photo by James Coburn, staff writer
Candice Chambers feels compelled to help people in life. She is at the right place. A family like environment has kept her part of the nursing team at The Timbers Skilled Nursing & Therapy in Edmond since 2006. (story continues below)
“It’s like a second family said Chambers, LPN, ADON, and wound care nurse. I’m a resident advocate for a vulnerable population that I have a lot of passion for,” she said.
Chambers earned her LPN license in 2004 after graduating from Francis Tuttle in Oklahoma City. And, she has been the ADON since 2011. Chambers career brings a depth of empathy to the profession. She was a CNA and a CMA at another facility before becoming a nurse.
Every day is a learning experience, even though she has been a nurse for a long time. She said there are always opportunities for her to learn something new.
Her work allows her to know the residents on a more personal level than if she was in another type of nursing, she said.
“For some of them it is their last stop. Some of them don’t have a lot of family and we sort of become their family, their caretakers and their providers,” she continued.
She is a flexible nurse for all seasons not only as a wound care nurse, but also by bridging gaps as the assistant director of nurses for whatever needs to be done at a given moment.
None of her family is part of the health care industry. Nursing is something she decided to do later in life at the spur of the moment after graduating high school, she said. Her career choice soon became a calling. She is gratified to work in a career that enables her to make a positive difference in the lives of others.
“Whether it’s small little things everyday they ask of you — nurses get to help them by giving things they need. A lot of them rely on our ability to take care of them.” Chambers said. “It’s rewarding when you have people feeling like you’re their family helping them.”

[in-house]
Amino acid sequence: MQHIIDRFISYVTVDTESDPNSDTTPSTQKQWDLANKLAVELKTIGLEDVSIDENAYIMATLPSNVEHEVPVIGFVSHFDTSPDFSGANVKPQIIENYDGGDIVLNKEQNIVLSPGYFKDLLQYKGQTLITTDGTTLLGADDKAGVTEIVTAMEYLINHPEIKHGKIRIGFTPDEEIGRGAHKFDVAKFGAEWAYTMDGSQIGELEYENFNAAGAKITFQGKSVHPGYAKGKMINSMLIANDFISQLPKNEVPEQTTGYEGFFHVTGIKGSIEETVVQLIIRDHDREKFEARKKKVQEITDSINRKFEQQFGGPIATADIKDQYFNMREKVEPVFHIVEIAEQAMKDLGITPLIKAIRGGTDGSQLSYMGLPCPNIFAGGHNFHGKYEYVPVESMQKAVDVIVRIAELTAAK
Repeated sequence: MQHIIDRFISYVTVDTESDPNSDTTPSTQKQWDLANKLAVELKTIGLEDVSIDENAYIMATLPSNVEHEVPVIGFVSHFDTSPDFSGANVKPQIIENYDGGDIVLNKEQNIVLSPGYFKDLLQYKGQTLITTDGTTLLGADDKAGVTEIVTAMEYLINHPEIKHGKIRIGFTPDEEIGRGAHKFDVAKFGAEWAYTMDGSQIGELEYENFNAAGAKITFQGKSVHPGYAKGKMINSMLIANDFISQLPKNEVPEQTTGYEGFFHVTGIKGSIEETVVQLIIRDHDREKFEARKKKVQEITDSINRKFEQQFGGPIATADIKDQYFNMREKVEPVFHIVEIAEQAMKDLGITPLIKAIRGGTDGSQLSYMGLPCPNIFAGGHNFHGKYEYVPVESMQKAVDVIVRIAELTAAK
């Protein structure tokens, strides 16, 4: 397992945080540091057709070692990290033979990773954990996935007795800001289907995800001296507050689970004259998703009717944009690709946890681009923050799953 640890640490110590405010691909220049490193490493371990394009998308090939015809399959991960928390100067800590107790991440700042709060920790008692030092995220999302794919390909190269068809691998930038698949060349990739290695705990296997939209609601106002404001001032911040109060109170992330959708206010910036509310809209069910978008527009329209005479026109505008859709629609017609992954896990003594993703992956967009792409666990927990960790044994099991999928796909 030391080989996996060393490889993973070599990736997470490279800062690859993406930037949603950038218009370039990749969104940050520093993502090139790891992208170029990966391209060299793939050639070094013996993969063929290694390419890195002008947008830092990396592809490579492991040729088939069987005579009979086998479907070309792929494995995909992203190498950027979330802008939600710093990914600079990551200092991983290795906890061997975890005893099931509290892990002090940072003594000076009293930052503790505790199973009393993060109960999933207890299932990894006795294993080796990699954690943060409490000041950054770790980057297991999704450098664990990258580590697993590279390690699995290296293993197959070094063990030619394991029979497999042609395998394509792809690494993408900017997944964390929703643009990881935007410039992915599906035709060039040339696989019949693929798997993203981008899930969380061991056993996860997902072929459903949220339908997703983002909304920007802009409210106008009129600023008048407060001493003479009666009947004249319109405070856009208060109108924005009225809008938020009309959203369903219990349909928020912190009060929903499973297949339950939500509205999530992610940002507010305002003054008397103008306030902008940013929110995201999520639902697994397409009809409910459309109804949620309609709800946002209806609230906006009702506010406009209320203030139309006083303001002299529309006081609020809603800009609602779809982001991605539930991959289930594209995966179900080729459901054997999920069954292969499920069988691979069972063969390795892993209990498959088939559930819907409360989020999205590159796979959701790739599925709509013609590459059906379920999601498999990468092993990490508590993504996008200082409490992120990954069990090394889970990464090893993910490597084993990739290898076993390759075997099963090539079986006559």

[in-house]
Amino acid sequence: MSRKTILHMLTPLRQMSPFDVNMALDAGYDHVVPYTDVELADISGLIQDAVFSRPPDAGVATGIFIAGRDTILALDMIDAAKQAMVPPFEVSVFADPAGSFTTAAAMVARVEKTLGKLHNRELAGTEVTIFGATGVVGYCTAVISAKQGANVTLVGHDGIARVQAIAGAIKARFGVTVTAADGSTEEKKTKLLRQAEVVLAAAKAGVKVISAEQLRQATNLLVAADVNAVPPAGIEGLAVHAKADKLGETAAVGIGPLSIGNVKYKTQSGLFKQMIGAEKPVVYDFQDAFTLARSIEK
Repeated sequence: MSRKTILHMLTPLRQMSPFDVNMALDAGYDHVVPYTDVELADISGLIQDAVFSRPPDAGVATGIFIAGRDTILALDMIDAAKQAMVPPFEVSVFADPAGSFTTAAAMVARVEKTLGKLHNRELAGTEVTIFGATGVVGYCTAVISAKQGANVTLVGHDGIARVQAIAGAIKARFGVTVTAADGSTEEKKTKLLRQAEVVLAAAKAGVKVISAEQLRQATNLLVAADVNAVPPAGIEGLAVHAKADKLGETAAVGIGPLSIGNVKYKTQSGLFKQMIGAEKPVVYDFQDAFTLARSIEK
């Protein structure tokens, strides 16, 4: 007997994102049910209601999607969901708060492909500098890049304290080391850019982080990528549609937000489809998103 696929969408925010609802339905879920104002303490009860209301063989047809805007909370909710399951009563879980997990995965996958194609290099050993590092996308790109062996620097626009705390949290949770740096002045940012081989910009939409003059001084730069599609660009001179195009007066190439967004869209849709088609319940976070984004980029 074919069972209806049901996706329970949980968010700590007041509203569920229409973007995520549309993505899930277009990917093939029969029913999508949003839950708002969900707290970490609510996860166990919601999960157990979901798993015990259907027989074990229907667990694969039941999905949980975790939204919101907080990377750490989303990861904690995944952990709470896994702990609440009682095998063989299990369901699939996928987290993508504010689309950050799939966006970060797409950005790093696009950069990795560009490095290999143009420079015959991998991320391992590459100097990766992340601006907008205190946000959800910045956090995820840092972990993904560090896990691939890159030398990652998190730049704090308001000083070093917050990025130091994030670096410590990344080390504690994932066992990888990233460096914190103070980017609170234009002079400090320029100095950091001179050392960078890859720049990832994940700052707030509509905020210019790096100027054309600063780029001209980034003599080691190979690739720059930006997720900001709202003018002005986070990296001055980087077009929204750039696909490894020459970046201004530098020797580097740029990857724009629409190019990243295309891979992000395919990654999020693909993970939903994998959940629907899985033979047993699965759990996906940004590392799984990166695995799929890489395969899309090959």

Some patients are there for therapy after recovering from a hospital stay. The nursing team helps make their transition of returning home easier. Family communication is a vital part of their jobs whether in rehab or long-term care.
“We make sure they’re aware of things that are going on, so they have that level of comfort knowing what their loved ones are dealing with when changes come up,” Chambers said.
Social gatherings and activities are less restrictive as COVID-19 dissipates in the state. The staff is there to provide a safe and comfortable environment for the patients to enjoy their freedoms.
“They exercise. I know they play Bingo. They just like sitting outside and looking out the window while talking together,” she explained.
Chambers enjoys spending her leisure time with her family, including her parents and the extracurricular activities that her children are involved in at school.
Her residents motivate her to accept each day as an opportunity. She is confident in the solid group of health care professionals dedicated to the best patient care they can provide.
They have even provided care of patients who had at one time worked as nurses there at The Timbers.
Chambers said she would feel confident in having one of her own family members at The Timbers. A variety of patient needs are met from strokes to post-operative care.
“Some members of our management have had their family members and loved ones here,” she said. “And I would feel good about having my elderly grandparents here.”
The nursing staff will do something to brighten a patient’s day when hours become difficult.
“We can get them a coke, a magazine they like — whatever. Just something small can make difference in making them happy in that moment,” she said.
One of the biggest compliments she can receive are all of the scores of thankfulness given by former patients. And the nursing staff gets to reflect on the benefits of compassion and skills they have provided to the elders. Their personal rewards are tangible.
“I know that they still have a lot of appreciative thankfulness for my helping them in rehab or getting done what they needed to do here,” she said. “Sometimes they will come by and say, ‘Tell her I said hello. I love everything she has done for me.’ Sometimes they communicate that way. You know that while they were here, there was something that you did that made a difference for them.”